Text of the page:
John, Joe and Margot Rheinberger in San Francisco's Chinatown during its Lunar New Year Celebration.jpg

John, Joe and Margot Rheinberger in San Francisco's Chinatown during its Lunar New Year Celebration. (Submitted photo)

My brother, Joe Rheinberger, turned 60 last December. As I had done with my older brother, John Rheinberger, who turned 70 last March, I decided that a mystery birthday trip gift for Joe was in order. I chose San Francisco as the destination, as I knew the city’s Chinatown would be in the midst of its very colorful Lunar New Year celebration and Joe loves visiting that city anytime of the year.

When we can’t go to Asia for whatever reason, it is always fun to visit Chinatowns in various cities throughout the United States and Canada, especially for dim sum and the feel, look and sound of being there without the hours of travel involved in getting there.

This year, I feared making the trip as I had come down with a very bad cold during the beginning of the Coronavirus outbreak. I was sure my long, daily coughing fits would understandably freak people out and I envisioned myself being quarantined at the airport, here or in San Francisco. I even asked my doctor for “clearance” papers of some sort. He kindly responded by offering me a face mask to wear on the plane to soothe my fear of “the look” I was certain I would get from others.

When we got to the MSP airport, I handed the check-in agent Joe’s license and half jokingly - in my laryngitic voice - told him that there was no human trafficking involved with Joe who was standing about 10-feet behind me but that Joe didn’t want to know where we were going until we arrived at the departure gate. The agent played right along.

Luckily during the flight to San Francisco, Joe and I had three seats to spread out on and the plane engine noise drowned out the minimal coughing I incurred.

My brother, John, at my invitation, was flying out two days later and he too did not want to know the destination as if he were reliving his birthday mystery trip from last year. I told him that was problematic because the agent at check-in almost always asks where a passenger is flying. So, to appease him and to alleviate my fear of the airline detaining him for acting out-to-lunch, I wrote a letter to him with strict instructions beforehand to open it when he arrived at MSP but before check-in. Ignoring that instruction, John arrived at check-in and told the agent the destination was a surprise while handing the agent his passport for purposes of identification. Obviously John was an optimist bringing along his passport thinking he was meeting up with Joe and me in some faraway, exotic destination. The agent eventually asked him if he wanted the destination revealed. John agreed. The letter wasn’t even opened until he arrived at the airport in California. I can only do so much . . .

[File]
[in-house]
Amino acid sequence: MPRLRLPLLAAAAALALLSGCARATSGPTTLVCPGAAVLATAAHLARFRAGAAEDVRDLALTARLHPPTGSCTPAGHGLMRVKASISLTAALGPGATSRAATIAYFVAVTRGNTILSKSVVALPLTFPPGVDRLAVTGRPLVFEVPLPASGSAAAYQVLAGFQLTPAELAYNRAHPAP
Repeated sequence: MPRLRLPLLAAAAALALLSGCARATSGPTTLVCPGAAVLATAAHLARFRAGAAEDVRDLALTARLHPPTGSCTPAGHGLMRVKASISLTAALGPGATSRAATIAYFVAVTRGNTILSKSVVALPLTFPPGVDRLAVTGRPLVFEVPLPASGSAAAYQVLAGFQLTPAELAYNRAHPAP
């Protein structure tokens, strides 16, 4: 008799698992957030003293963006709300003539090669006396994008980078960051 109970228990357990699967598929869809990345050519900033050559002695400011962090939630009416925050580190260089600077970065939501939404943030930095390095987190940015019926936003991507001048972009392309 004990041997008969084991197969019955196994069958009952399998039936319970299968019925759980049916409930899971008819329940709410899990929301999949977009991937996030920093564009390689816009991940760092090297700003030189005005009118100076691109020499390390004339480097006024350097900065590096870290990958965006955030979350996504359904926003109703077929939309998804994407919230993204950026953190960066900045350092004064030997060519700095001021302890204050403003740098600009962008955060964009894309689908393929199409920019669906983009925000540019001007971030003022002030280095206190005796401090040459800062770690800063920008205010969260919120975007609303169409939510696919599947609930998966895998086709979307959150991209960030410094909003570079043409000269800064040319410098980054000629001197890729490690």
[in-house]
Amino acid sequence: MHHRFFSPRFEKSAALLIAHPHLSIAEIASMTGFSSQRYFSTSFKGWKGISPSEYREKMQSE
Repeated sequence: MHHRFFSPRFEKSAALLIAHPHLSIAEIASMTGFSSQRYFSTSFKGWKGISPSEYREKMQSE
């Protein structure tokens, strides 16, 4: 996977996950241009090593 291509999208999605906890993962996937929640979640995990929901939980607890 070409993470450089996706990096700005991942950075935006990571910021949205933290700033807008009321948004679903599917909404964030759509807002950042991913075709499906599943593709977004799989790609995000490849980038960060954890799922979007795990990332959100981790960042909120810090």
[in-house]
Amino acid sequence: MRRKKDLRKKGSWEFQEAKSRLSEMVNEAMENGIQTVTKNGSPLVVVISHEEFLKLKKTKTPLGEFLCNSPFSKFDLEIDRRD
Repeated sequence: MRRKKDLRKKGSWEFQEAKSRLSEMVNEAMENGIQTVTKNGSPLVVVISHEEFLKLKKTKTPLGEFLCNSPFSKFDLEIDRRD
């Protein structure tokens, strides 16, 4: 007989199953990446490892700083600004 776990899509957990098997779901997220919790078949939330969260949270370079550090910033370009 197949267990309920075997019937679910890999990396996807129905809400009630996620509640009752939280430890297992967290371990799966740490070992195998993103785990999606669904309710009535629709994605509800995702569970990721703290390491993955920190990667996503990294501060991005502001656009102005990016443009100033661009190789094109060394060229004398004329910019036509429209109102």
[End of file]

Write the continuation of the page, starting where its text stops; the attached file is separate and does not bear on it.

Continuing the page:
While these two brothers are game for surprise mystery trips marking special birthdays, I don’t think I could travel and celebrate at ease with so many unknowns (where I am going; where I stay; what I am going to do; where I will be eat, etc.). It requires so much trust and a sense of unfettered adventure.

Before John arrived, Joe and I stayed the first few nights at my sister’s house on the Bay. She, unlike Joe, knew we were coming. In Chris-Harrison-style fashion (as seen on the The Bachelor/Bachelorette television series), I greeted Joe one morning with, “Pack your bags, say your goodbyes. You won’t be returning to the house!”

We then took BART (Bay Area Rapid Transit) to downtown San Francisco where Joe relished staying in a 32nd-floor presidential suite with multiple sweeping views of the city and the bay. He did a lot during his week-long mystery trip, including playing golf on a very challenging course; dining on the bay; watching a top-rated mentalist/magician; eating a lot of dim sum; and visiting Fisherman’s Wharf.

We got reserved seating for the nighttime parade that is held at the close of the two-week long Lunar New Year celebration. It is the largest parade of its kind outside of Asia. The marathon parade was full of music, loud fireworks, colorful floats, dancing, cable cars, and of course, politicians, many of whom were of Chinese descent. Several parade participants dressed up like dragons or rats, the latter representing the Year of the Rat in the Chinese calendar. We even ran into a longtime Stillwater friend who was also enjoying the parade pageantry.

The day after, we took in the well-attended street fair in Chinatown. Joe commented that the overall atmosphere in Chinatown felt like being back in Beijing where he had visited this past September.

We saw very few face masks being worn in Chinatown during any of our time there but more masks were seen at the San Francisco airport during both our arrival and departure. Yet, many of us not wearing them were still on high alert: At one point at the airport, someone in close proximity sneezed out loud without covering his mouth and at least ten of us jumped, quickly moving away from that person, with some, including me, shaking our heads in disgust.

On the way back to Minnesota, I was called to the desk where the airline agent said she had three seats next to each other so we could sit together. I told her that the current spacing of our seats was intentionally done; otherwise, we would be enthusiastically and no doubt loudly discussing the political climate the entire way home. It was then that I realized that I could talk for long periods about my favorite topic without the fear of coughing.

I traveled far but along the way I finally got my voice back. What a great place for Joe to celebrate his 60th birthday and for us to begin the Lunar New Year!

Marguerite “Margot” Rheinberger is a Stillwater native and a friend of the Gazette.

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